and the Mortal world outside and his thoughts walked over the
supernatural aspects of his life. Naomi and Annie were very
different creatures, but they floated around in his consideration
together, linked by the unspoken bond that the tiny child inspired
in all around her. One was amazingly beautiful and filled his
heart with thwarted passion, the other was a cherub, Eternally
exquisite in her innocence, but both inspired pain in his spirit.
Maybe there was always something bittersweet about his ageless
race, maybe they always saw and felt more deeply, maybe that
was an arrogant presumption that he could never truly believe
- whatever was the reason behind the pristine agony that he
experienced, Richard Ryan knew that it would never completely
disappear, only become less potent as the years moved on.
Annie's situation would never change, his
little darling would always be so, gentle and free of the guilt
of destruction with which each Immortal lived in their own way;
the revulsion at her curse was there for a reason, at the same
time as never meant to be, she was there, an error in the scheme
of things, who, none the less, was a boon to her fellows, as
she was also the unconscious thorn.
Naomi was the taboo broken, a would-be who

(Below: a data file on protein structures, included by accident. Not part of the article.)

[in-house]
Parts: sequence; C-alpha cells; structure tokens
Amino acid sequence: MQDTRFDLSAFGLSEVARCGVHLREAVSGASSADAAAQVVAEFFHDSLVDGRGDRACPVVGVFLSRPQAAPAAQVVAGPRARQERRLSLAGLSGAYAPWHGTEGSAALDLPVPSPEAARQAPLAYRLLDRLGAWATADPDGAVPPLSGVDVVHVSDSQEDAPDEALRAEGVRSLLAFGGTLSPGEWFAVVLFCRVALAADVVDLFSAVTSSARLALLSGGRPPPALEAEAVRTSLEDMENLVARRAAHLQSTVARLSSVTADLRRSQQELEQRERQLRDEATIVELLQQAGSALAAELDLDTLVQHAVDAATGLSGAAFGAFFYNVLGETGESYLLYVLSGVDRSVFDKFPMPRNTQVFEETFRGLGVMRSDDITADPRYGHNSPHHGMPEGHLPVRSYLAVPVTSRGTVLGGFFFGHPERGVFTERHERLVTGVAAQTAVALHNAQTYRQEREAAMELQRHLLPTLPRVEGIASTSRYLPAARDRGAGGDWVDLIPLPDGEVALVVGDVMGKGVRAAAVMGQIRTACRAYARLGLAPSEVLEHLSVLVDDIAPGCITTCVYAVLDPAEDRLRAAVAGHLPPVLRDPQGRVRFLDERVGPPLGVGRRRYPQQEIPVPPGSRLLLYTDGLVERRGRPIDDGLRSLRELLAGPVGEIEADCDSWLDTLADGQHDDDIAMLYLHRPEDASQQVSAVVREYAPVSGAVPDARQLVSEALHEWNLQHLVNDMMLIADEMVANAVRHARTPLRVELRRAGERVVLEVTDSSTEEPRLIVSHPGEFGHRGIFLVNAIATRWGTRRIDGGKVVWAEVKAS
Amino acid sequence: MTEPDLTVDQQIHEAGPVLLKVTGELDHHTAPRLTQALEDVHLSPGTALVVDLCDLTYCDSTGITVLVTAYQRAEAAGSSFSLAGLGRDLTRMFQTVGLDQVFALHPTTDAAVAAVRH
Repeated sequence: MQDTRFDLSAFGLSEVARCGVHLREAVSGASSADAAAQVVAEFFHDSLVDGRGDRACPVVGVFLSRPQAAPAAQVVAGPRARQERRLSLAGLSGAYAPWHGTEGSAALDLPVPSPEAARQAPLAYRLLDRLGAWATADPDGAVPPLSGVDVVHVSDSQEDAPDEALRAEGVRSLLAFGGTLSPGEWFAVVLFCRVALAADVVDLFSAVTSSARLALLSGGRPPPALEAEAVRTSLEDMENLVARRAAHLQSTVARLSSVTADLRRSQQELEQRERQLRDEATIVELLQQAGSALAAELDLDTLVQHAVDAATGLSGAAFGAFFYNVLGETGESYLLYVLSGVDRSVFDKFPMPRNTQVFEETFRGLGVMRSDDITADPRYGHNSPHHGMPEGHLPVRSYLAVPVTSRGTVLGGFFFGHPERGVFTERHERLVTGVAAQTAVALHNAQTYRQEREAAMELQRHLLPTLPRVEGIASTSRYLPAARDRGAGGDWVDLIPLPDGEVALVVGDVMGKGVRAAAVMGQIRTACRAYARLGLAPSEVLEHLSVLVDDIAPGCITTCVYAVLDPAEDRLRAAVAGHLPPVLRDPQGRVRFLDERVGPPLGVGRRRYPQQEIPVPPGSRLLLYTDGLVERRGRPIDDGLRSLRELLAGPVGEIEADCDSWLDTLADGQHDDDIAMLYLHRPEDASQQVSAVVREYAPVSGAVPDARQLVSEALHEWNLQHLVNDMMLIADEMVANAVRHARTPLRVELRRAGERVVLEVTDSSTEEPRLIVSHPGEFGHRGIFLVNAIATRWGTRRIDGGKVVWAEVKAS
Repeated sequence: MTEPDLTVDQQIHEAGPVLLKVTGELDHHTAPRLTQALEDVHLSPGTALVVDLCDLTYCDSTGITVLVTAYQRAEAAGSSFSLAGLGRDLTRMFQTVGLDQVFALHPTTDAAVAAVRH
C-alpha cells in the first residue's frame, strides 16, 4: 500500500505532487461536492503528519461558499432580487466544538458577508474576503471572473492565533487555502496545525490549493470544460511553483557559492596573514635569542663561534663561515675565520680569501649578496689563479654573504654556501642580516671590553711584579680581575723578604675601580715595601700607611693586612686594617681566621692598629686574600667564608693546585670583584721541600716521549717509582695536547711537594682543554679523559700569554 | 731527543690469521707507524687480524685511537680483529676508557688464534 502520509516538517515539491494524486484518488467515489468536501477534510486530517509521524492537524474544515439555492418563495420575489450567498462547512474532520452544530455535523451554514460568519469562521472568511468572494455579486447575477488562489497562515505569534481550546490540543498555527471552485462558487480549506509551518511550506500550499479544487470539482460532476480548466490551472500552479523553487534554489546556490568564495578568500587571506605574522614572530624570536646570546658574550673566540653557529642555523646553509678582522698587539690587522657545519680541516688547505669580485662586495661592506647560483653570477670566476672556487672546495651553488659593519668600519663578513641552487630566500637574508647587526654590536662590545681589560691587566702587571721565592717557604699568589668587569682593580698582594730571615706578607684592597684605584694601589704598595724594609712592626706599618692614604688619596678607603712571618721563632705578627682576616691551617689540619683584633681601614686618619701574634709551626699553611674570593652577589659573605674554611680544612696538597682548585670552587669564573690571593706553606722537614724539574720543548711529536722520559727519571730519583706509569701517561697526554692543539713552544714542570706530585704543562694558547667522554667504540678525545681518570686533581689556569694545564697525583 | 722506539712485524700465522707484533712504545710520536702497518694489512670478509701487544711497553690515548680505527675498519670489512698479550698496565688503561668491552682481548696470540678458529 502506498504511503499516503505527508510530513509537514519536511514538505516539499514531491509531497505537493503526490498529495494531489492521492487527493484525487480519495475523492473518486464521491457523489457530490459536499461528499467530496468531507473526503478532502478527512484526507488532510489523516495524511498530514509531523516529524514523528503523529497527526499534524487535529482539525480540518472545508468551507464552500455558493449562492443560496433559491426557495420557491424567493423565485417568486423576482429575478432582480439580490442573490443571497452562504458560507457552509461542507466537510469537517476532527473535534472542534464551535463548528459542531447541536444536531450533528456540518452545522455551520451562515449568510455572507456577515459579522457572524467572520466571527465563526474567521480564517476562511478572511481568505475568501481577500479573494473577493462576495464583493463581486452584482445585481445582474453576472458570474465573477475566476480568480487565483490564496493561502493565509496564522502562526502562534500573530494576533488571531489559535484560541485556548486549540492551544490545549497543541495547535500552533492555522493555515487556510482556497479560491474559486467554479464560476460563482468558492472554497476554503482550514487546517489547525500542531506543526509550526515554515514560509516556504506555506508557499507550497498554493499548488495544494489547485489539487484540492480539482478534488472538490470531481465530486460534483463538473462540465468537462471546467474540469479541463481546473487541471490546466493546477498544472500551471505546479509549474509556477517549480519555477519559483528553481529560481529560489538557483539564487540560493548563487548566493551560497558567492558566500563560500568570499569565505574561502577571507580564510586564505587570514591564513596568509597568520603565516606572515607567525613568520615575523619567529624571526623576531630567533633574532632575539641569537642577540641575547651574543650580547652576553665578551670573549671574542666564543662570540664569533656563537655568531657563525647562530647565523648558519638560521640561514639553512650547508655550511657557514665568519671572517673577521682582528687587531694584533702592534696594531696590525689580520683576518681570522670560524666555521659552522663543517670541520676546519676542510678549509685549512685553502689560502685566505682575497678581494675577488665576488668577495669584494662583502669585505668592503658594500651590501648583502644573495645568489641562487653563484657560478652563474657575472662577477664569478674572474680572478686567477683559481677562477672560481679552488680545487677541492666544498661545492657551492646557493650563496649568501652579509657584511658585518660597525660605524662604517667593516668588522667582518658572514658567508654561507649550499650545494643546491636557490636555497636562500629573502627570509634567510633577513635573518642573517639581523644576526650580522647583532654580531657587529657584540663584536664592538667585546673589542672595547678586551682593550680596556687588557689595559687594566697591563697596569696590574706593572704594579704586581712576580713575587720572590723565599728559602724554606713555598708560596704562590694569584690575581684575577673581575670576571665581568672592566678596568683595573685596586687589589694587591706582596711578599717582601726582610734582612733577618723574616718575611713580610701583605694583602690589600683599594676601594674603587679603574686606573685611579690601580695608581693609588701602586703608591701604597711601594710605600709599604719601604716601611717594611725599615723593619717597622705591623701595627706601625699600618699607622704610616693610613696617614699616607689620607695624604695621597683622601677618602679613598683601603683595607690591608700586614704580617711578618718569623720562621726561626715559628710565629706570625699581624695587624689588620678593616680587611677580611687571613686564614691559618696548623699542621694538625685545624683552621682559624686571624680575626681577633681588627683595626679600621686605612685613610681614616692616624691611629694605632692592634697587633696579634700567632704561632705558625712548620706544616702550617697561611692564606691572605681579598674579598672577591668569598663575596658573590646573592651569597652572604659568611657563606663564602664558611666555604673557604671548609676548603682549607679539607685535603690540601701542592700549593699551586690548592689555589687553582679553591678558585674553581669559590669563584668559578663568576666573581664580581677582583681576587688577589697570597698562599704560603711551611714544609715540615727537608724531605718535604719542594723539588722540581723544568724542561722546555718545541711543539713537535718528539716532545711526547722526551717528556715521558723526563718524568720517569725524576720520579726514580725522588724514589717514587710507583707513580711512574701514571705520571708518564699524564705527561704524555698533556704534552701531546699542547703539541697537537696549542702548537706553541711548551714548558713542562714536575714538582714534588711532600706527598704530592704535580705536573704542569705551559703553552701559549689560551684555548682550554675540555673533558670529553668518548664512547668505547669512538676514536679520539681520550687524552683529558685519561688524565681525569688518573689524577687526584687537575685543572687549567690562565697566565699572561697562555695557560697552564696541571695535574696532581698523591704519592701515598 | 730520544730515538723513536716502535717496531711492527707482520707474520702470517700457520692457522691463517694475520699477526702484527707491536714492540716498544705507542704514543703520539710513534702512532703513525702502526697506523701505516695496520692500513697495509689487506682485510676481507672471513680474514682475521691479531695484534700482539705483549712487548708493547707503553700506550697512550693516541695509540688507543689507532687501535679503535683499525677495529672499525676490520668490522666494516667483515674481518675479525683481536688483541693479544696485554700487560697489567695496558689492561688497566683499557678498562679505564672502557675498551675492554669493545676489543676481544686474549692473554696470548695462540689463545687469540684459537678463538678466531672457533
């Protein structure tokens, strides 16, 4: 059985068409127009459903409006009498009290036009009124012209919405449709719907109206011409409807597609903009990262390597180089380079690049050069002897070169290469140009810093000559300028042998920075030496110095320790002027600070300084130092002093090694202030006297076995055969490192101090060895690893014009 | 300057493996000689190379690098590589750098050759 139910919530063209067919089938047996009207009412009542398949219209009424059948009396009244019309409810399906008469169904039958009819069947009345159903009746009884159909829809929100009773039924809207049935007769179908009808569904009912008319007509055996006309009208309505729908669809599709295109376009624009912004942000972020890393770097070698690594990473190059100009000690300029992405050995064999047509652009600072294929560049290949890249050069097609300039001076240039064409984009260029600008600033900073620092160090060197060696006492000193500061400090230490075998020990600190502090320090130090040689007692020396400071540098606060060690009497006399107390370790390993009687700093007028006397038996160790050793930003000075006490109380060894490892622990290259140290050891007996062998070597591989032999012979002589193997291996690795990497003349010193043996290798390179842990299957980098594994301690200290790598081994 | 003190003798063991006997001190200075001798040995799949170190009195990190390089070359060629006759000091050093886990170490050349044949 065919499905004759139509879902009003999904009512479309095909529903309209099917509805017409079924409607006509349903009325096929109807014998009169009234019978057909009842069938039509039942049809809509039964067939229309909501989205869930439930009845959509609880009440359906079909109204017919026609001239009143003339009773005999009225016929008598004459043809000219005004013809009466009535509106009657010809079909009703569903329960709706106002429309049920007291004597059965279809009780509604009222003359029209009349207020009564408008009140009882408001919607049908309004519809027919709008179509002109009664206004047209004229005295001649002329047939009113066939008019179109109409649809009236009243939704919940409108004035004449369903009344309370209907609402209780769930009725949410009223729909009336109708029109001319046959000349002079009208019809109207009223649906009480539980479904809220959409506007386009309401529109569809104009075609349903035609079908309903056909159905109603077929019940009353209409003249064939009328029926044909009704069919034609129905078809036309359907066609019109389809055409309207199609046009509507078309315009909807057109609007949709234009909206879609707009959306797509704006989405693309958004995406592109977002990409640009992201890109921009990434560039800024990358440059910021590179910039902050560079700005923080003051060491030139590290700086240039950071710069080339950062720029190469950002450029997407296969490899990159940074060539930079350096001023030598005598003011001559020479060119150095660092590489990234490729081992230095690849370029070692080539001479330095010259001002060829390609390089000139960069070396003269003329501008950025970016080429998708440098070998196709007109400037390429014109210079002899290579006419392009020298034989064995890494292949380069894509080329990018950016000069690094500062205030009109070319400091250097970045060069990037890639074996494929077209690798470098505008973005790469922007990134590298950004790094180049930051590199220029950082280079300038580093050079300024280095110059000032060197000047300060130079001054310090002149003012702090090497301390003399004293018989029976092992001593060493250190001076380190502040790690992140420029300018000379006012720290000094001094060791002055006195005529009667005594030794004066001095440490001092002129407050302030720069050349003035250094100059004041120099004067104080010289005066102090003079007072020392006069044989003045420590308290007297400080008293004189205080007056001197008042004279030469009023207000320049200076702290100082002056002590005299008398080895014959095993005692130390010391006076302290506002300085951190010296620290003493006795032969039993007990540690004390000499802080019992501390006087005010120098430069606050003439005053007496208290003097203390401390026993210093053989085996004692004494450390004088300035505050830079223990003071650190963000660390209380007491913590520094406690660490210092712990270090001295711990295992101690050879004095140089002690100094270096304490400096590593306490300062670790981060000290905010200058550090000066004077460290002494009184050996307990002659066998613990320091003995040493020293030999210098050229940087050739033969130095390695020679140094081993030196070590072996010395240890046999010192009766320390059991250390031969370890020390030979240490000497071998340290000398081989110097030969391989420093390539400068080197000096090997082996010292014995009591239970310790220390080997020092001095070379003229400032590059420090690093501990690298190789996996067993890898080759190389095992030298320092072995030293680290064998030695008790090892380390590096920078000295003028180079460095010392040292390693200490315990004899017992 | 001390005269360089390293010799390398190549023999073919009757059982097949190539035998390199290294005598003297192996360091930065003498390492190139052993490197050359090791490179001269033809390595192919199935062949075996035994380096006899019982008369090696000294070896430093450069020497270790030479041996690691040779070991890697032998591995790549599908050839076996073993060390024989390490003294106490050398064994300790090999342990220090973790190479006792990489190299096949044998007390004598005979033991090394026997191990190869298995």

knew her future. The young man's spirit was set aflame as he
thought of her grace, her noble attraction; but, anger, which
had long since turned to frustrated hurt, which the girl's unavailability
gave him sliced through the perfect feelings she otherwise created
in his bosom. He could not destroy her calling, her strength
in the Immortal world that would, sooner, or later become hers.
Love would remain unfulfilled on both sides of their relationship.
Despite the pain, it was a warm feeling
that flowed through the sometimes sensitive youth as he finally
reached to turn off the shower and join reality once more. There
was so much that was good in his life, especially so close to
his loved ones, that melancholy could not intrude. Life was
full of contradictions, these were just two more to be used
to form his view of the universe.
There was a calmer atmosphere in the hut
as the cleansed figure gave up his haven to someone else. The
young men were more at ease with the hour and were sorting out
things for the new day ahead. They had settled into the communal
building with a surprising ease, and there was an embryonic
sense of brotherhood that the shared conditions inspired. The
conversation was still light-heartedly chiding at times, but
the excitement that had started the jubilant fight had dimmed
to right proportions, and was being channelled into sorting
Richie dressed silently, preferring to observe
the interactions of his charges than to join in; it was they
who were learning to work together, for whom this trip was meant,
and he felt that he was not one who would always be around.
There was a trust between the youngsters that made him smile,
they'd known each other for a good few years, and the mutual
situation seemed to strengthening those bonds. He was different,
but for once, the young man didn't consider it as to do with
his Immortal side, it was because these kids were his responsibility,
and he had to maintain a small distance for discipline's sake.
It felt good to know that not everything was built along the
lines of Immortal and Mortal.